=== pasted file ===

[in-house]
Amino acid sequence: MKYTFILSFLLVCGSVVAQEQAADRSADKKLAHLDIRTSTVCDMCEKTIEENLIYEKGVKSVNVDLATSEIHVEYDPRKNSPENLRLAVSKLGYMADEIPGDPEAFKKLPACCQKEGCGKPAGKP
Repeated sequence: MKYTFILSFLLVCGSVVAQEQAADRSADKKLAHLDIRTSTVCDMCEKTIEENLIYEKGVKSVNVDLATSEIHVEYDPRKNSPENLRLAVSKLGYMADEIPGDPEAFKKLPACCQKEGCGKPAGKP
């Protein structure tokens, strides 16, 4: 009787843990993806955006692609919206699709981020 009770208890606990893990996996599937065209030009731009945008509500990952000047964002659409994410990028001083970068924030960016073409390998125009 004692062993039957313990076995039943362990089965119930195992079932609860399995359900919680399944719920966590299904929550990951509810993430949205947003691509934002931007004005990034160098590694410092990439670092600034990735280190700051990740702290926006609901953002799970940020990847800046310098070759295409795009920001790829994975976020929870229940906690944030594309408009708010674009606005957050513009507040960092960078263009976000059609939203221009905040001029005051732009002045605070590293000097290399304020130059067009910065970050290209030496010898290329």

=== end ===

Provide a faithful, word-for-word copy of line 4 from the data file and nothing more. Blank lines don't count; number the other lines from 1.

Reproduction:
């Protein structure tokens, strides 16, 4: 009787843990993806955006692609919206699709981020 009770208890606990893990996996599937065209030009731009945008509500990952000047964002659409994410990028001083970068924030960016073409390998125009 004692062993039957313990076995039943362990089965119930195992079932609860399995359900919680399944719920966590299904929550990951509810993430949205947003691509934002931007004005990034160098590694410092990439670092600034990735280190700051990740702290926006609901953002799970940020990847800046310098070759295409795009920001790829994975976020929870229940906690944030594309408009708010674009606005957050513009507040960092960078263009976000059609939203221009905040001029005051732009002045605070590293000097290399304020130059067009910065970050290209030496010898290329």